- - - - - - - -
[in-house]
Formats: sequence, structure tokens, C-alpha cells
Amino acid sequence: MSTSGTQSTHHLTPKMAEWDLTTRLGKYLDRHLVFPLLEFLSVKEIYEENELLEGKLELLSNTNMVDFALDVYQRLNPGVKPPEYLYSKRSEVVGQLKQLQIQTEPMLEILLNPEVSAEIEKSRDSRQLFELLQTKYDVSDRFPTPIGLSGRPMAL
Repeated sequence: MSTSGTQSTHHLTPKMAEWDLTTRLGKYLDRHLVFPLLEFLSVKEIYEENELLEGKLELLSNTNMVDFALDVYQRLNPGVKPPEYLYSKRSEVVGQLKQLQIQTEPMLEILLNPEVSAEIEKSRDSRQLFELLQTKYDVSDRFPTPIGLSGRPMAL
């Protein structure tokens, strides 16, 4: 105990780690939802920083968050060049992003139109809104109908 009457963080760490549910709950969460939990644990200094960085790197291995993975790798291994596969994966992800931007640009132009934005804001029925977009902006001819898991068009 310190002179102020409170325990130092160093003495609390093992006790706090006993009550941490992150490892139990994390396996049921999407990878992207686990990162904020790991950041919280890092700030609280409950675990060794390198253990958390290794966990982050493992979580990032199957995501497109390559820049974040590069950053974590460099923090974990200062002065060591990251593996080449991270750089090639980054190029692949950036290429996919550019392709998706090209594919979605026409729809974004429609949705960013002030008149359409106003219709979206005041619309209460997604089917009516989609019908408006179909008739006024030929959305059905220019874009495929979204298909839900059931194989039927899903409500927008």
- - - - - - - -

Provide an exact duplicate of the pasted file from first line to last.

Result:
[in-house]
Formats: sequence, structure tokens, C-alpha cells
Amino acid sequence: MSTSGTQSTHHLTPKMAEWDLTTRLGKYLDRHLVFPLLEFLSVKEIYEENELLEGKLELLSNTNMVDFALDVYQRLNPGVKPPEYLYSKRSEVVGQLKQLQIQTEPMLEILLNPEVSAEIEKSRDSRQLFELLQTKYDVSDRFPTPIGLSGRPMAL
Repeated sequence: MSTSGTQSTHHLTPKMAEWDLTTRLGKYLDRHLVFPLLEFLSVKEIYEENELLEGKLELLSNTNMVDFALDVYQRLNPGVKPPEYLYSKRSEVVGQLKQLQIQTEPMLEILLNPEVSAEIEKSRDSRQLFELLQTKYDVSDRFPTPIGLSGRPMAL
């Protein structure tokens, strides 16, 4: 105990780690939802920083968050060049992003139109809104109908 009457963080760490549910709950969460939990644990200094960085790197291995993975790798291994596969994966992800931007640009132009934005804001029925977009902006001819898991068009 310190002179102020409170325990130092160093003495609390093992006790706090006993009550941490992150490892139990994390396996049921999407990878992207686990990162904020790991950041919280890092700030609280409950675990060794390198253990958390290794966990982050493992979580990032199957995501497109390559820049974040590069950053974590460099923090974990200062002065060591990251593996080449991270750089090639980054190029692949950036290429996919550019392709998706090209594919979605026409729809974004429609949705960013002030008149359409106003219709979206005041619309209460997604089917009516989609019908408006179909008739006024030929959305059905220019874009495929979204298909839900059931194989039927899903409500927008």